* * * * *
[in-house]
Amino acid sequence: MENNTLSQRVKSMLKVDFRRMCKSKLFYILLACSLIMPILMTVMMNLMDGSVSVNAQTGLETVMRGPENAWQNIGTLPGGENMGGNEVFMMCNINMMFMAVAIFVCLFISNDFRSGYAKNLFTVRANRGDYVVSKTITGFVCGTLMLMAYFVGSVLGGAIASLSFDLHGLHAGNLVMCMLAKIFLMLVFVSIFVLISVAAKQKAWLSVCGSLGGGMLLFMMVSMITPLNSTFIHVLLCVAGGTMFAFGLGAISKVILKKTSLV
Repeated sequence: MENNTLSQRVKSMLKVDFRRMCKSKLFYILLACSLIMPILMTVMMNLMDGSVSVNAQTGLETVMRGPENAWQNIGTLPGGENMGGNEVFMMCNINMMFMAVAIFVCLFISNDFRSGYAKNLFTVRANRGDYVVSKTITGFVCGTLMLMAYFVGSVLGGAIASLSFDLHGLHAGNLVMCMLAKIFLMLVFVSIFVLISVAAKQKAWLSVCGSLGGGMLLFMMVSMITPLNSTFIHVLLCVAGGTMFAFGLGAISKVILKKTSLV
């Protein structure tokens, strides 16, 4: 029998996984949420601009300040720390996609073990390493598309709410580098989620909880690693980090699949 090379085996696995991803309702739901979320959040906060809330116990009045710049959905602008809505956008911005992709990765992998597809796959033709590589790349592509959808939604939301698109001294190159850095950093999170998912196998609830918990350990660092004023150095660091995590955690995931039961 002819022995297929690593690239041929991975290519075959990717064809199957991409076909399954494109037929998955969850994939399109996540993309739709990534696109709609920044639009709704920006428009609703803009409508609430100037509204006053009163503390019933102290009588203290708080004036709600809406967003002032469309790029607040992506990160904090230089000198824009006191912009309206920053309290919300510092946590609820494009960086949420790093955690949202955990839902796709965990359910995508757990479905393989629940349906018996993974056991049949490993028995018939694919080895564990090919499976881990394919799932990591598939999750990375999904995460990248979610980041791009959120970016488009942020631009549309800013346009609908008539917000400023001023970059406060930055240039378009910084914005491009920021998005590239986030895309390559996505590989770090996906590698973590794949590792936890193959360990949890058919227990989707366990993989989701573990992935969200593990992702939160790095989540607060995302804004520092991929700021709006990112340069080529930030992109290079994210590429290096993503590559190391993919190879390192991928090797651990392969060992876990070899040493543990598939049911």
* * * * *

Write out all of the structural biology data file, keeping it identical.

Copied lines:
[in-house]
Amino acid sequence: MENNTLSQRVKSMLKVDFRRMCKSKLFYILLACSLIMPILMTVMMNLMDGSVSVNAQTGLETVMRGPENAWQNIGTLPGGENMGGNEVFMMCNINMMFMAVAIFVCLFISNDFRSGYAKNLFTVRANRGDYVVSKTITGFVCGTLMLMAYFVGSVLGGAIASLSFDLHGLHAGNLVMCMLAKIFLMLVFVSIFVLISVAAKQKAWLSVCGSLGGGMLLFMMVSMITPLNSTFIHVLLCVAGGTMFAFGLGAISKVILKKTSLV
Repeated sequence: MENNTLSQRVKSMLKVDFRRMCKSKLFYILLACSLIMPILMTVMMNLMDGSVSVNAQTGLETVMRGPENAWQNIGTLPGGENMGGNEVFMMCNINMMFMAVAIFVCLFISNDFRSGYAKNLFTVRANRGDYVVSKTITGFVCGTLMLMAYFVGSVLGGAIASLSFDLHGLHAGNLVMCMLAKIFLMLVFVSIFVLISVAAKQKAWLSVCGSLGGGMLLFMMVSMITPLNSTFIHVLLCVAGGTMFAFGLGAISKVILKKTSLV
């Protein structure tokens, strides 16, 4: 029998996984949420601009300040720390996609073990390493598309709410580098989620909880690693980090699949 090379085996696995991803309702739901979320959040906060809330116990009045710049959905602008809505956008911005992709990765992998597809796959033709590589790349592509959808939604939301698109001294190159850095950093999170998912196998609830918990350990660092004023150095660091995590955690995931039961 002819022995297929690593690239041929991975290519075959990717064809199957991409076909399954494109037929998955969850994939399109996540993309739709990534696109709609920044639009709704920006428009609703803009409508609430100037509204006053009163503390019933102290009588203290708080004036709600809406967003002032469309790029607040992506990160904090230089000198824009006191912009309206920053309290919300510092946590609820494009960086949420790093955690949202955990839902796709965990359910995508757990479905393989629940349906018996993974056991049949490993028995018939694919080895564990090919499976881990394919799932990591598939999750990375999904995460990248979610980041791009959120970016488009942020631009549309800013346009609908008539917000400023001023970059406060930055240039378009910084914005491009920021998005590239986030895309390559996505590989770090996906590698973590794949590792936890193959360990949890058919227990989707366990993989989701573990992935969200593990992702939160790095989540607060995302804004520092991929700021709006990112340069080529930030992109290079994210590429290096993503590559190391993919190879390192991928090797651990392969060992876990070899040493543990598939049911």